Louis Comfort Tiffany is the namesake of former General Louis Comfort Tiffany. Louis Comfort Tiffany had been the firstborn son of Charles Lewis Tiffany and Harriet Young, founder of the Tiffany & Co. Although he attended both the Army and Pennsylvania Academy of Art as a young boy and teenager, he was quickly drawn to the decorative arts, perhaps due to his early exposure to both the fine and antique arts via his father’s business. From this position in time he created his own art studio in Philadelphia, where he became known for his colorful, whimsical paintings and lamps.

Louis Comfort Tiffany began designing lamps and other decorative items around the mid-1800s. The first of these pieces to bear his name were tiny desk lamps which he designed for his mother. Following his retirement from the industry, he traveled to France, where he purchased a large number of lanterns that were used in churches, city buildings and homes throughout Europe. These lamps, along with lanterns from the London Stock Exchange, formed the basis for the Tiffany glass lamp. His first design director was Aaron Montgomery Ward, who he hired to oversee the production of his lamps.

Louis Comfort Tiffany continued to travel to Europe for many years, visiting various artisans, hoping to secure further contracts. He eventually established a manufacturing company in New York City, which he named after his birthplace. His son, Aaron, continued his father’s work, designing and selling Tiffany lamps for the company. In appreciation of their father’s efforts, both of them established the Tiffany lamp museum in New York City to showcase the company’s past glories.

Louis Comfort Tiffany never received monetary compensation for his contributions to the decorative arts. Much of his income went towards purchasing large quantities of raw materials and building structures that would supply the rooms of his new offices in New York City. His designs for interior design of churches, offices and other public buildings are also well known, though they received less reverence than those for his lighting fixtures. The interior of these buildings was often decorated by skilled craftsmen, whose talent was appreciated by the Louis himself. He did receive some payment for these jobs, but the majority of it was provided to establish a school for teaching interior design in New York City.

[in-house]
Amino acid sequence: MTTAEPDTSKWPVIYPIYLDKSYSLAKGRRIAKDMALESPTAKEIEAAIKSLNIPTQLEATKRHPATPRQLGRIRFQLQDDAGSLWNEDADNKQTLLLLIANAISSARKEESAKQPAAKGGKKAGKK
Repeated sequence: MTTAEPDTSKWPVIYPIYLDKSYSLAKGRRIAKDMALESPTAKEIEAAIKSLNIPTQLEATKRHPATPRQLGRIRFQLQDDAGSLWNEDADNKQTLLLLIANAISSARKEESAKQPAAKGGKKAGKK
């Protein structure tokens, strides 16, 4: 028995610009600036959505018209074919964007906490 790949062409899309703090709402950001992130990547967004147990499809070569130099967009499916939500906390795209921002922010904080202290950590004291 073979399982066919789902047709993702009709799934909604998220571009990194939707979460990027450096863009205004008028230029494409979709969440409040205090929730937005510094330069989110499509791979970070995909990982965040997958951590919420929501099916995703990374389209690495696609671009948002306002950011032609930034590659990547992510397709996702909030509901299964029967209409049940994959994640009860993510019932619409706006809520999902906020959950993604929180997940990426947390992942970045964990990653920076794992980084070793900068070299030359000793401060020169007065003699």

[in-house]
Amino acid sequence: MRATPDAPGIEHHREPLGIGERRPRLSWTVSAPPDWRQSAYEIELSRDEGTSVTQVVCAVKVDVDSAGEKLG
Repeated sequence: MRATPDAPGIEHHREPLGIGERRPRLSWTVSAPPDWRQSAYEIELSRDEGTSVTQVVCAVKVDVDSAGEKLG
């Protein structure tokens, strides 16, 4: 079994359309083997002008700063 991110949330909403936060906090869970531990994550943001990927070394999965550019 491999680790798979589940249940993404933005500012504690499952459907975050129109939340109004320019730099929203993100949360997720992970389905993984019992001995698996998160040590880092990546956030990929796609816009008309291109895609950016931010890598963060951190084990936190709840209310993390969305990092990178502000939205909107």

It was whilst Louis Comfort was living in New York City that he began to create some of his most famous stained glass pieces. Most notable of which are The American Eagle, The Double Heart and The Singing Ringing Tree. All of which were created between Februrary 18th and march 19th. Though his work had been showcased in many American museums before his death, none of these pieces of art had been shown in the famed Tiffany lamp show in New York City until this point in time.

In 1871, during the height of his career as an American artist, Louis Comfort Tiffany began working in the studios of Edwin Landemiller and Richard Woolworth. These two talented artists hired him as an assistant, to help them work on their design ideas for new stained glass pieces that would be exhibited in the famous New York City’s New York Art galleries. During this time, they allowed him to paint various decorative arts for them from their studios, including The Singing Ringing Tree, The American Eagle and The Double Heart.

In order to see the progress that they had made on the glassmaking machines, they commissioned him to make some glassworks for them, which he declined. However, when they hired an artist, Frank Lloyd Wright, to oversee the renovation of their entire factory, he asked Louis comfort to become involved. Louis comfort was happy to help them renovate and turn the old factory into a modern glass manufacturing facility, which they named the Tiffany & Co. He became very popular with the workers due to his unique paintings, which were mainly oil paintings, but also included sketches and designs. He was also a skilled designer, who designed their store branding.

He also worked with renowned artists such as Matisse, Warhol andez, during this time. Though he quit his job at the New York Stock Exchange because of a dispute with the boss, he continued to paint, producing art for his friends, until he was fired by them in february 18th. He moved to Nantucket permanently and opened his own studio there, which is where he met his lifelong lover, Ellen Tracy. Though divorces had occurred between them before, they remained good friends, and later, Ellen Tracy moved to New York City, settling there with her brother. Louis Comfort Tiffany passed away in nyc, in january of nineteen twenty-first, following a brief illness.